Did you go to King Edward VI Grammar School? If you’re a former student who would like to support current students, the school would love to hear from you! Right now, there are students in the assembly hall where you once sat, facing similar challenges and opportunities that you did. Being connected to you could really help them.
The school in Edward Street is one of nearly 400 state schools and colleges across Britain which have registered with the charity Future First to set up networks of former students or alumni. Future First’s vision is that every state school or college should be supported by a thriving, engaged alumni community that helps it to do more for its students.
More than 90,000 former students across Britain have already signed up to stay connected with their old school. They’re inspiring young people in a number of ways; as career and education role models, mentors or e-mentors, work experience providers, governors, donors or fundraisers. It doesn’t matter when you left school, whether you’re in further education or employment, whether you still live nearby or have moved further away, there are still ways you can help!
“More than 39 per cent of state school students don’t know anyone in a job they’d like to do,” said Alex Shapland-Howes, Managing Director of Future First. “If they see that someone who went to the same school, grew up in the same community, has achieved a fulfilling and satisfying job, it helps them see it’s possible for them too. It’s really important for all students to be motivated to succeed in the working world and hearing first hand from relatable people in interesting jobs can make a huge difference.”
Please add a quote if you wish e.g.:
(Name of school spokesman and job title), said, “We signed up to Future First’s scheme straightaway. A network of past pupils with all their valuable experience will be vital in helping us to broaden current pupils’ jobs horizons and equip them for the world of work.”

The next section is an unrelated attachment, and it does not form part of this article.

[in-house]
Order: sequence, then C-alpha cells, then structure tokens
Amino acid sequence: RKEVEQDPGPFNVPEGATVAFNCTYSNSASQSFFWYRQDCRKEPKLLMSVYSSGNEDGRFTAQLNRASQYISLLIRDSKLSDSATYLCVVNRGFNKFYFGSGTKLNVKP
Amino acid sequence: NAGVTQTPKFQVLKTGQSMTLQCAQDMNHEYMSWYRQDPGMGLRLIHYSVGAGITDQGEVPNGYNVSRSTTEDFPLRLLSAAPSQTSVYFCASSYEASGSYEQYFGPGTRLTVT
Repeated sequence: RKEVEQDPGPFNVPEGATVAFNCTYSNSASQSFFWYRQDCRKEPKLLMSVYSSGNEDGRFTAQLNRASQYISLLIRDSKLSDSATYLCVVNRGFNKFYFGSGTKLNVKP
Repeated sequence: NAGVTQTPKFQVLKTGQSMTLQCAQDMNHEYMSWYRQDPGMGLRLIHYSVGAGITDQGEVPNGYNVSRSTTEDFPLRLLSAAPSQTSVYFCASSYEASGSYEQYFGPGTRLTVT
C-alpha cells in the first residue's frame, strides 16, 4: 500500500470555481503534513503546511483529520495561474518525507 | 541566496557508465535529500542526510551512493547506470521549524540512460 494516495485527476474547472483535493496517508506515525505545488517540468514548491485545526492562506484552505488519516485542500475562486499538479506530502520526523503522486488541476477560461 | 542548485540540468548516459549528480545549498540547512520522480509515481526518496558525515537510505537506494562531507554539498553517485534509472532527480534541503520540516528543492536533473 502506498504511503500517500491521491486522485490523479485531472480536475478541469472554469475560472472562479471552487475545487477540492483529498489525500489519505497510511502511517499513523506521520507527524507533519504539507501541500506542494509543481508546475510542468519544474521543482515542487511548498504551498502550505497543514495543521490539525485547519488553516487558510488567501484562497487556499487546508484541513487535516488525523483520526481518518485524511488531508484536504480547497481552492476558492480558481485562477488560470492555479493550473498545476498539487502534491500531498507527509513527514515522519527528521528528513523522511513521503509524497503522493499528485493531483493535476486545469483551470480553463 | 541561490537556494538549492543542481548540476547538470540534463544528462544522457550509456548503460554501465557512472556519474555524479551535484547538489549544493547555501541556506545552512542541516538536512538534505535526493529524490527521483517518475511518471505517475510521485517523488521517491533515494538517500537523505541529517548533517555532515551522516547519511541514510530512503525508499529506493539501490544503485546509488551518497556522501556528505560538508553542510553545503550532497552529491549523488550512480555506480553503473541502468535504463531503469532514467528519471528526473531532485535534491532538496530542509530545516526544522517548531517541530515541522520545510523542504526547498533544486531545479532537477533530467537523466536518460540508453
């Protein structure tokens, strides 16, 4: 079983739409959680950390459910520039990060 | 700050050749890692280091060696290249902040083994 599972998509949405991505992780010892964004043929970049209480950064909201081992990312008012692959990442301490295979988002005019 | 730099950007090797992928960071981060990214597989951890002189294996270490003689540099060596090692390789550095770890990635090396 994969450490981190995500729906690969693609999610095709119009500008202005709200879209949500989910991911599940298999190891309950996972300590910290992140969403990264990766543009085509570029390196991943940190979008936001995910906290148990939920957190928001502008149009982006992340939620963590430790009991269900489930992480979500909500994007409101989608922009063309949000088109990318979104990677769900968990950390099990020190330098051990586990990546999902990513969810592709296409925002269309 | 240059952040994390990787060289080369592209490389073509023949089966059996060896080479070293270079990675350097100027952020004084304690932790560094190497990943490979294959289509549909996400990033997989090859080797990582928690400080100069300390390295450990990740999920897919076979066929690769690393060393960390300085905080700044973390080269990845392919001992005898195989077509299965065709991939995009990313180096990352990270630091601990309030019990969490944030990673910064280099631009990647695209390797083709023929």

Angela Morton is waiting to hear from former students on [email protected]. Former students can also sign up to Future First’s alumni scheme by clicking on the “Former Students” link on the website www.futurefirst.org.uk.
Teachers wishing to sign up another school to Future First should click the “Schools and Colleges staff” link.
For further information about Future First, log onto www.futurefirst.org.uk Alternatively contact our Press and Publicity Officer Sue Crabtree on [email protected] our Programme Director, Megan Clatworthy on [email protected] or call one of the team on 0207 239 8933.
Since leaving KEVIGS in 1987, I went to Manchester University and had a great 3 years there. My 20s were spent in the City in the Lloyd's Market which was a great (unexpected) introduction to commerce, people, developing relationships and generally becoming capable of dealing with all sorts of people and situations post University.
Towards the end of my 20s however I did not want to be reliant on the 'Square Mile' so I studied for my Risk Management exams and sought to meet people in the industry about moving across. It was a catch 22 situation for some time but the key was networking…